If the first few years of life include support for growth in cognition, language, motor skills, adaptive skills and social-emotional functioning, the child is more likely to succeed in school and later contribute to society.
Martha Erickson and Karen Kurz-Riemer, Infants, Toddlers and Families: A Framework for Support and Intervention

trevor twining

the importance of play

The following report, Let the Children Play: Nature’s Answer to Early Learning was published in 2006 by the Early Childhood Learning Knowledge Centre, of the Canadian Council on Learning. It provides a comprehensive look at why play is essential for optimal development.

The Hundred Languages of Children: The Reggio Emilia Approach

Thu, 03/13/2008 - 16:53 -- admin

Over the past forty years, educators there have evolved a distinctive innovative approach that supports children’s well-being and fosters their intellectual development through a systematic focus on symbolic representation. Young children (from birth to age six) are encouraged to explore their environment and express themselves through many “languages,” or modes of expression, including words, movement, drawing, painting, sculpture, shadow play, collage, and music.

Best Practices in Early Childhood Education: The Reggio Emilia Approach

Hailed as the best pre-schools in the world by Newsweek magazine in 1991, the Reggio Emilia approach to early childhood education has attracted the worldwide attention of educators, researchers and just about anyone interested in early childhood education best practices. Today, the Reggio approach has been adopted in USA, UK, New Zealand, Australia and many other countries.

Early Years Study 2: Putting Science Into Action

In 2007, the Council for Early Child Development published Early Years Study 2: Putting Science into Action, a report that focuses on the scientific evidence supporting the importance of early learning and care as it relates to childhood development. This report is a follow up to the 1999 Mustard/McCain Early Years Study, a groundbreaking report that recommended an integrated system of community-based early child development and parenting centres linked to the school system.

Magic Trees of the Mind : How to Nurture Your Child's Intelligence, Creativity, and Emotions from Birth Through Adolescence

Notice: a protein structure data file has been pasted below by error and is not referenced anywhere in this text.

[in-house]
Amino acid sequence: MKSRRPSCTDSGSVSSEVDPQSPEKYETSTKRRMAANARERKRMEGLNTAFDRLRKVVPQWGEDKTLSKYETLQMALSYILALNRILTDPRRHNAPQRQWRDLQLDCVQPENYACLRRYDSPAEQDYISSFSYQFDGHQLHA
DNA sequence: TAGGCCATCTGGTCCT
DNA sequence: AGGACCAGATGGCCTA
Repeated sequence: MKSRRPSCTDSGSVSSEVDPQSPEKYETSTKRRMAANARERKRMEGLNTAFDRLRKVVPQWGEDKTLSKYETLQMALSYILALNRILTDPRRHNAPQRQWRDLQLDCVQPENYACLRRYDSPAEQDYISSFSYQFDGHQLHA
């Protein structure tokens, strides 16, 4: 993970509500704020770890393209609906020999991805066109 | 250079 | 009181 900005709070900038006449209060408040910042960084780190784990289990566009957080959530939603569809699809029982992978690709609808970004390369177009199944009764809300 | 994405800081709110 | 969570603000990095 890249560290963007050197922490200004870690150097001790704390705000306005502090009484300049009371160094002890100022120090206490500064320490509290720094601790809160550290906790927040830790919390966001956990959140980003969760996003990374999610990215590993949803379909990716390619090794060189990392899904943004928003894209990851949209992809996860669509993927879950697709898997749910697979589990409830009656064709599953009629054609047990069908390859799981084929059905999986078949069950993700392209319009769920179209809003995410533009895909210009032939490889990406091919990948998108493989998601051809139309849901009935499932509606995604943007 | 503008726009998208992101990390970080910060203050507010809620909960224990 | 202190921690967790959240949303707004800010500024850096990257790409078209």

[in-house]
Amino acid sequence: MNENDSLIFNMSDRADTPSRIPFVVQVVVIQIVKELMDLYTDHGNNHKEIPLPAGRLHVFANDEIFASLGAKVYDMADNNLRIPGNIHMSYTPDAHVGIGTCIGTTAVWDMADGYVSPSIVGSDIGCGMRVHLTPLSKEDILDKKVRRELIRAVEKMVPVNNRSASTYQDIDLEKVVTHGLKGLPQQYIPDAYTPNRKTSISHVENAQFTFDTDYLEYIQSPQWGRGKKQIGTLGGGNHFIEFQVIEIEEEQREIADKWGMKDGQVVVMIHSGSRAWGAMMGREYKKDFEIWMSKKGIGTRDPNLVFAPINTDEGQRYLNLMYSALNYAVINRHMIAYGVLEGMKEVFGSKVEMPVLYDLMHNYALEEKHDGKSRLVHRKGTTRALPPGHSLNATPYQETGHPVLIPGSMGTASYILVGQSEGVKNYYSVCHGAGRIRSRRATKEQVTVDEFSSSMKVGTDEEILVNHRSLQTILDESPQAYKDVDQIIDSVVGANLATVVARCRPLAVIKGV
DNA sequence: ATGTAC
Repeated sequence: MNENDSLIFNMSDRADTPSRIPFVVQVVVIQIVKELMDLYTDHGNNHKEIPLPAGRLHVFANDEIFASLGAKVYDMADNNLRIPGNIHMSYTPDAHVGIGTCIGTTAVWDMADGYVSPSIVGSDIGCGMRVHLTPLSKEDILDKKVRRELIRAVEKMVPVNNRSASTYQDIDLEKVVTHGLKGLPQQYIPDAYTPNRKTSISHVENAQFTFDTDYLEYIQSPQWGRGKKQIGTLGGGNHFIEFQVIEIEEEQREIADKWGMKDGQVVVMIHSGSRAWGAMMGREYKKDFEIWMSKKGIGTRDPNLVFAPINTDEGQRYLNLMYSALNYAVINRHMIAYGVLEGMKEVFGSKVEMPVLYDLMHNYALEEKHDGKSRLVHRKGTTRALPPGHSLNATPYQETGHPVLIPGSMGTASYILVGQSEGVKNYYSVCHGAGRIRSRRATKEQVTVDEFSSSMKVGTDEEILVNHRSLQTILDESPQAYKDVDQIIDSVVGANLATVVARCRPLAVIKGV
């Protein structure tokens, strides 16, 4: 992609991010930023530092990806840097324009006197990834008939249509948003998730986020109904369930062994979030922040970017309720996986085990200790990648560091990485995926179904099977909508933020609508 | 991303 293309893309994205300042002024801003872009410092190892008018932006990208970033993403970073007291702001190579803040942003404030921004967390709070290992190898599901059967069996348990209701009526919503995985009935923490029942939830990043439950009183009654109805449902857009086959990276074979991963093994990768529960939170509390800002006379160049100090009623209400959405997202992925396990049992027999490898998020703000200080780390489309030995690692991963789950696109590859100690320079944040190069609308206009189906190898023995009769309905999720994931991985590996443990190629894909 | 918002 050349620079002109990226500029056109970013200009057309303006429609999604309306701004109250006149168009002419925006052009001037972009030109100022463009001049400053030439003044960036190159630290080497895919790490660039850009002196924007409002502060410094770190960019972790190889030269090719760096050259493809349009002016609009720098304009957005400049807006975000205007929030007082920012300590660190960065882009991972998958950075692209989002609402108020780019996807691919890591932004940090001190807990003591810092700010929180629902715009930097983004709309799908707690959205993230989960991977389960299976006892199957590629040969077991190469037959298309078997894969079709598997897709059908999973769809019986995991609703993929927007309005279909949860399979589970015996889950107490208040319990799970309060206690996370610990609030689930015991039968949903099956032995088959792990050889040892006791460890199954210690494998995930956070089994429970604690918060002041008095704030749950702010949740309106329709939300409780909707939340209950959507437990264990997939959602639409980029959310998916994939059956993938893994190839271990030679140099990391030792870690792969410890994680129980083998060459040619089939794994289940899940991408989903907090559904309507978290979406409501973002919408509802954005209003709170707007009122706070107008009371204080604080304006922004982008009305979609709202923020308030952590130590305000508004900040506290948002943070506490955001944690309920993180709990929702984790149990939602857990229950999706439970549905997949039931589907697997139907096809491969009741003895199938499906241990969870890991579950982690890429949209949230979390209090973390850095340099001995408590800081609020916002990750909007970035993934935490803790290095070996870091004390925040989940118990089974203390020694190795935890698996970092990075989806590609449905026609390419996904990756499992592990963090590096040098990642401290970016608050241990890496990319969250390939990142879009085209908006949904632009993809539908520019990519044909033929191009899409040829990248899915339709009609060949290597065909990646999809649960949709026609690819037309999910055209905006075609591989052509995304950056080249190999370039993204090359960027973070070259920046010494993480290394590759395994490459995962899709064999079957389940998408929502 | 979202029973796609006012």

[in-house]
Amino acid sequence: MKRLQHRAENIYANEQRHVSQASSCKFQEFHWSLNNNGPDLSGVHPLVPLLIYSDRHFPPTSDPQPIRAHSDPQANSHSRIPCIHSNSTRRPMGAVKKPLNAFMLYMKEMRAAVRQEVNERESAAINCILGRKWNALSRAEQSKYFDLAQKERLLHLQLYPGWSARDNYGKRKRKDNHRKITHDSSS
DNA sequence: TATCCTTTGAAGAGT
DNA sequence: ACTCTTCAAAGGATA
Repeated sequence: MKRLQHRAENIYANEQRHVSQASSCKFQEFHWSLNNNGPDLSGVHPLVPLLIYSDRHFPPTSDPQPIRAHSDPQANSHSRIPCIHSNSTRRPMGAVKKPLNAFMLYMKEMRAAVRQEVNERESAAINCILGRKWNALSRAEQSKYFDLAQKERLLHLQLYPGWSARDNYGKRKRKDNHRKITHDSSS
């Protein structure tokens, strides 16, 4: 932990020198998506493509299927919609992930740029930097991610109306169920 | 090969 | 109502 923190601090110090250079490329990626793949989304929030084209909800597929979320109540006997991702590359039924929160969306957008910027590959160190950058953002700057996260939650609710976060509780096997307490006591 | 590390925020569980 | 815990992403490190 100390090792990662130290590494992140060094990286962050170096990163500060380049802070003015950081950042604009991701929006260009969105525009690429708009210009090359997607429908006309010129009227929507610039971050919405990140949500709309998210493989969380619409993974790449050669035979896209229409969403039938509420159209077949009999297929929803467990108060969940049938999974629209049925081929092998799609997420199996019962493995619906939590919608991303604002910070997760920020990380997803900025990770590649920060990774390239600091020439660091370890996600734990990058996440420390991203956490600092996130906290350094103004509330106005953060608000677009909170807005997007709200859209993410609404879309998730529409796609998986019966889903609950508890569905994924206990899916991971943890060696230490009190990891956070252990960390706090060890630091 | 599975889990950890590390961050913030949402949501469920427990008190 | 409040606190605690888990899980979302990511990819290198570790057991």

Thu, 03/06/2008 - 14:14 -- admin

At each stage of development, the brain’s ability to gain new skills and process information is refined. As a leading researcher at the University of California at Berkeley, Marion Diamond has been a pioneer in this field of research. Now, Diamond and award-winning science writer Janet Hopson present a comprehensive enrichment program designed to help parents prepare their children for a lifetime of learning.

(Book description by publisher, Plume Books)

predisposed for development

We come with all the instructions and raw material for building adult bodies – for example, growing full -sized and functioning ears and lungs – and also with the capacity to develop the complete set of abilities that has helped our species survive and evolve over two billion years. We are born with predispositions for everything from our sense of vision to language and social skills. It’s all in there, waiting to unfold.

Time to Play: The Heart of Early Years Learning

This program explores the Swedish approach to nursery education. What is the secret to their success? What factors combine to help Swedish children perform so well in European literacy tables?

On the face of it, Sweden’s attitude to teaching nursery children is incredibly relaxed and informal. There is little structured learning, play is paramount, there are few locks or security coded gates and children are encouraged to help with cleaning and catering.

Elementary Students Design Own Classroom

When a dozen or so educators from Indianapolis traveled to Reggio Emilia, Italy, several years ago to study the famous constructivist approach in that city’s preschools, they came back prepared for more than project-based teaching — they came ready to decorate. Last fall, the group offered elementary school teachers a classroom makeover in the Reggio Emilia style, and Sharon Olson, a teacher at Winding Ridge Elementary School, immediately volunteered. Their decor strategy was based on the idea that to take ownership of their learning, children must own their learning space.

Time to play: early years education in Sweden

On the face of it, Sweden’s attitude to teaching nursery children is incredibly relaxed and informal. Could the absence of testing, inspection and excessive paperwork, combined with a strong emphasis on play and relaxation, be the very secret of their success?

Watch a fascinating video report on the British Teachers TV website: [[http://www.teachers.tv/video/12090| Early Years Education in Sweden]]


Powered by Drupal
Subscribe to RSS - trevor twining